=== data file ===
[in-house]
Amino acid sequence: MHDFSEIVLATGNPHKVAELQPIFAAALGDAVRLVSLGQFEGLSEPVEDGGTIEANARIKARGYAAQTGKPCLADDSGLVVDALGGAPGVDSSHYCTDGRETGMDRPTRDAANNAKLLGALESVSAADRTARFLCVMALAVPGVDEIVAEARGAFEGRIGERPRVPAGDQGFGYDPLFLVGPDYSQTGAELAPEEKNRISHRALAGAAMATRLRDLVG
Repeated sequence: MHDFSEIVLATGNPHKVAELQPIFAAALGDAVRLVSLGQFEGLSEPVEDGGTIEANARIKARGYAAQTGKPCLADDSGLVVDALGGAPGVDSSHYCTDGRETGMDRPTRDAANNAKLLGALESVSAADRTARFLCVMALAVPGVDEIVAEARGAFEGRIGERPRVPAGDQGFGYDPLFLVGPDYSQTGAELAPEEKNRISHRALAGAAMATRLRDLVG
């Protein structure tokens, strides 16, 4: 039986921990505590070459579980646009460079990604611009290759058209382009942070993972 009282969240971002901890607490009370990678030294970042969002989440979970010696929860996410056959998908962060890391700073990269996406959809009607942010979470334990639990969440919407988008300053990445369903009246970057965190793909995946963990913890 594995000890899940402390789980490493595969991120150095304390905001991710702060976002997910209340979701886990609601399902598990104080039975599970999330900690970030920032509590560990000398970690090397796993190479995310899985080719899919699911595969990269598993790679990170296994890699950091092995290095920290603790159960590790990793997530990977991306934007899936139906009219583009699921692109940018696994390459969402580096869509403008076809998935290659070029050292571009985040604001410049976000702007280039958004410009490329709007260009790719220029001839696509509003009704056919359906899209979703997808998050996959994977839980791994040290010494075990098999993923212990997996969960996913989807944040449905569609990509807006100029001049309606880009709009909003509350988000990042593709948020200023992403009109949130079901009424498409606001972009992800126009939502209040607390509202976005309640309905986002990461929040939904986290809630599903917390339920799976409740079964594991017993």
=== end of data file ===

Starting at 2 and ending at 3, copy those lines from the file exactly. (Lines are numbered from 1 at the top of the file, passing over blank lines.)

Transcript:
Amino acid sequence: MHDFSEIVLATGNPHKVAELQPIFAAALGDAVRLVSLGQFEGLSEPVEDGGTIEANARIKARGYAAQTGKPCLADDSGLVVDALGGAPGVDSSHYCTDGRETGMDRPTRDAANNAKLLGALESVSAADRTARFLCVMALAVPGVDEIVAEARGAFEGRIGERPRVPAGDQGFGYDPLFLVGPDYSQTGAELAPEEKNRISHRALAGAAMATRLRDLVG
Repeated sequence: MHDFSEIVLATGNPHKVAELQPIFAAALGDAVRLVSLGQFEGLSEPVEDGGTIEANARIKARGYAAQTGKPCLADDSGLVVDALGGAPGVDSSHYCTDGRETGMDRPTRDAANNAKLLGALESVSAADRTARFLCVMALAVPGVDEIVAEARGAFEGRIGERPRVPAGDQGFGYDPLFLVGPDYSQTGAELAPEEKNRISHRALAGAAMATRLRDLVG